Colonial Cognitive Estrangement: On the Politics of Satirical Reversal in Japanese Science Fiction
Baryon Posadas - Assistant Professor of Asian Languages & Literatures, University of Minnesota
It should no longer be at all controversial to begin with the premise that the formation of the genre of science fiction is intimately intertwined with the history of empire. However, few of the existing analyses on the subject address the specific case of Japan, despite the fact that the examination of Japanese science fiction provides a particularly effective prism for illuminating these issues as a consequence of its historical position as the only non-Western colonial empire with a science fiction tradition that emerged out of its history of imperial conquest while at once fetishized through all manner of orientalist representations in Western SF. I argue that this particular historical position that Japanese science fiction occupies speaks to the politics embedded in the complex interplay of colonial discourse and its inversion in the genre’s development.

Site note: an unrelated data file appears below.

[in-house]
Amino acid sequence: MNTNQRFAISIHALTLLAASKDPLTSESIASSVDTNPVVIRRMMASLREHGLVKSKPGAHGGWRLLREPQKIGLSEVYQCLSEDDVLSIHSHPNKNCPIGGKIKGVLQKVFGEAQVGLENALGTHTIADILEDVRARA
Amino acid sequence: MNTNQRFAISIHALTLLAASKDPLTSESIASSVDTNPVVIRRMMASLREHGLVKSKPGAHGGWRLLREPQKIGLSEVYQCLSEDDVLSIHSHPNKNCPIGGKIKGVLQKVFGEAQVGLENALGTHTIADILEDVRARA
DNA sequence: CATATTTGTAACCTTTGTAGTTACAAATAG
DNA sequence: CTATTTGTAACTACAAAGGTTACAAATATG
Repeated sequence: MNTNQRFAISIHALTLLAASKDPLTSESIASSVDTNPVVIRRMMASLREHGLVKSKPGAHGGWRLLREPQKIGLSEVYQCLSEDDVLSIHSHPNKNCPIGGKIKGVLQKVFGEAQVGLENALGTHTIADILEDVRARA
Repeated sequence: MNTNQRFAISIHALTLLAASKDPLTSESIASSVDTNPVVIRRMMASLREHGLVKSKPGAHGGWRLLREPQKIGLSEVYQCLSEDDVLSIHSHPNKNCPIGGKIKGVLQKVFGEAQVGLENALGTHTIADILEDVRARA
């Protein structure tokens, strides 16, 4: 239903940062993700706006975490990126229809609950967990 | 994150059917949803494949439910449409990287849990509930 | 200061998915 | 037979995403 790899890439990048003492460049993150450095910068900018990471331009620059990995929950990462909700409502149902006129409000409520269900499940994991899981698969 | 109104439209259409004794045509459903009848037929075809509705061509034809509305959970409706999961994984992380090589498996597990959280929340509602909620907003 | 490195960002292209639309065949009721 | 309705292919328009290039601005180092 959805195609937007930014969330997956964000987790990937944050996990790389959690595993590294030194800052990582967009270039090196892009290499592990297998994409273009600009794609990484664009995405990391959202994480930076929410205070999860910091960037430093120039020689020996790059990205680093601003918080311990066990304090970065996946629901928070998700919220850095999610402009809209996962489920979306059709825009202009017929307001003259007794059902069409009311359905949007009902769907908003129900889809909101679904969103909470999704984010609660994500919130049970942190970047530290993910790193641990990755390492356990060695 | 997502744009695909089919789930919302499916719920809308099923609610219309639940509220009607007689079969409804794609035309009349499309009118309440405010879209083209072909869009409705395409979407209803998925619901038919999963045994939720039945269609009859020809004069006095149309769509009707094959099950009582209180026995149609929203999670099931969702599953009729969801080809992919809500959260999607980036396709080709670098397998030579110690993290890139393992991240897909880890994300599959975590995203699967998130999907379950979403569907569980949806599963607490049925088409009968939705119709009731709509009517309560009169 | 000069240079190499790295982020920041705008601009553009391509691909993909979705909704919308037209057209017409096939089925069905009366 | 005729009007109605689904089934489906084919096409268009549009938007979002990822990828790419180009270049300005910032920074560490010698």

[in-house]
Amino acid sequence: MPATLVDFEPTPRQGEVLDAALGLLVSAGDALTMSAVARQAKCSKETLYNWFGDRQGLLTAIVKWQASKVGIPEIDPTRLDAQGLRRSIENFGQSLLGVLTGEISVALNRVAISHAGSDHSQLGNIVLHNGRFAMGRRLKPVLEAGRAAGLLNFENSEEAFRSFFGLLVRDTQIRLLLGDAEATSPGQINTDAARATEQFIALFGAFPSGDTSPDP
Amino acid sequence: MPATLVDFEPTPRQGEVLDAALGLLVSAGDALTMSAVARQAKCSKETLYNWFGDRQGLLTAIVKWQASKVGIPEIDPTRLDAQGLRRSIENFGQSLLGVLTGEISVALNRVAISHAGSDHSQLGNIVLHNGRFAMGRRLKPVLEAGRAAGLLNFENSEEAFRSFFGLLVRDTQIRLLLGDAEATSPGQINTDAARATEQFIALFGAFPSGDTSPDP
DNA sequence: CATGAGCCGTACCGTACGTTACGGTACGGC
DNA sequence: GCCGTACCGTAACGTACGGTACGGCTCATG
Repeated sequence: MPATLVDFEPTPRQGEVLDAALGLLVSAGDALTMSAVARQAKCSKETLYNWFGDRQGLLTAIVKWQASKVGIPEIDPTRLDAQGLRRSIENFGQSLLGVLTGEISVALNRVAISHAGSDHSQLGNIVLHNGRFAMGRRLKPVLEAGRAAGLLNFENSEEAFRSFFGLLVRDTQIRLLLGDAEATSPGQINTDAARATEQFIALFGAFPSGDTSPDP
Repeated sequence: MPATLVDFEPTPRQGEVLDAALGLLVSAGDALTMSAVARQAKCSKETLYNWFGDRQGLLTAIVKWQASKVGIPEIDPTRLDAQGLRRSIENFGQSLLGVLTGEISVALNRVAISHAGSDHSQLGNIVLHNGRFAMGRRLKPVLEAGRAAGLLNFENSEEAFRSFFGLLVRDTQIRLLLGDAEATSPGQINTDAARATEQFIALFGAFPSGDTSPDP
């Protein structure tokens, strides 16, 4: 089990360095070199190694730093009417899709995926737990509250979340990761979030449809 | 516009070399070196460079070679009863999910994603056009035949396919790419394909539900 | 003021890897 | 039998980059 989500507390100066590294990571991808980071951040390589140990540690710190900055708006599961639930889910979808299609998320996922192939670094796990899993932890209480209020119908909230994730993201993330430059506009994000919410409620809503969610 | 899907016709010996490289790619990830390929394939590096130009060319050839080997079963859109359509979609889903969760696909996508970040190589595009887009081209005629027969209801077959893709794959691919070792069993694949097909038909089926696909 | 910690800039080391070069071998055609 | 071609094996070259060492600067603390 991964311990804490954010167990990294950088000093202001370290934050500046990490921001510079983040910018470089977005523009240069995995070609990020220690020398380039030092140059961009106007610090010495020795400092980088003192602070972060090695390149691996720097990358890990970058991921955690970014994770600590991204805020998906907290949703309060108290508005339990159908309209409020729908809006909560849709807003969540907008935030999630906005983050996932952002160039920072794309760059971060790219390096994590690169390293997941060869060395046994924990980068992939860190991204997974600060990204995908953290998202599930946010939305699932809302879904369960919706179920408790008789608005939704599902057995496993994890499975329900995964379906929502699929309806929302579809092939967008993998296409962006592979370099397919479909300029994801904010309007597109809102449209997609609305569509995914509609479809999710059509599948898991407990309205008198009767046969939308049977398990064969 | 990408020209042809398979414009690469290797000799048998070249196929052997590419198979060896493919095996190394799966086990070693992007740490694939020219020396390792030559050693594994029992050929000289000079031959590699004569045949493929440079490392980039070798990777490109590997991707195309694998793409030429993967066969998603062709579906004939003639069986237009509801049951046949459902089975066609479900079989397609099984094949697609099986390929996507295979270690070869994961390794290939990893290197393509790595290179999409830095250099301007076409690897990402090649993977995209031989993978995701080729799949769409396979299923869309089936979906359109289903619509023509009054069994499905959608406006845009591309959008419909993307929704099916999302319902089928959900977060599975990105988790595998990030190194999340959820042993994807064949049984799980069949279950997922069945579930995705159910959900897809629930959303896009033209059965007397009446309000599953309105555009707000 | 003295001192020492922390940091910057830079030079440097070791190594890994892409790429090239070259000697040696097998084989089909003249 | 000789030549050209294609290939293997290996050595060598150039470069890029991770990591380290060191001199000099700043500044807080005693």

Oshikawa Shunrō’s Undersea Warship (1900), and the various adaptations it has since spawned, makes for an illustrative instance of the negotiations of Japan’s doubled position within the world system of inter-imperial rivalries at the moment of the emergence of the science fiction genre. While works of science fiction often employ colonial imagery with an eye towards its subversion, Japanese texts like Undersea Warship often reveal the limits of such techniques as estrangement or satirical reversal. Although such strategies of reversal may initially appear to be a locus of critical potential, they turn out to be little more than a reenactment of the colonial contest when viewed from the standpoint of a peripheral imperial power.
Baryon Tensor Posadas is an assistant professor in the Department of Asian Languages and Literatures, University of Minnesota, Twin Cities, with teaching and research interests in modern Japanese literature, science fiction, animation, and cultural theory. He is the author of Double Visions, Double Fictions: The Doppelganger in Japanese Film and Literature (University of Minnesota Press, 2018) and the translator of Aramaki Yoshio’s The Sacred Era: A Novel (University of Minnesota Press, 2017). He is currently working on a book project titled “Science Fiction, Empire, Japan.”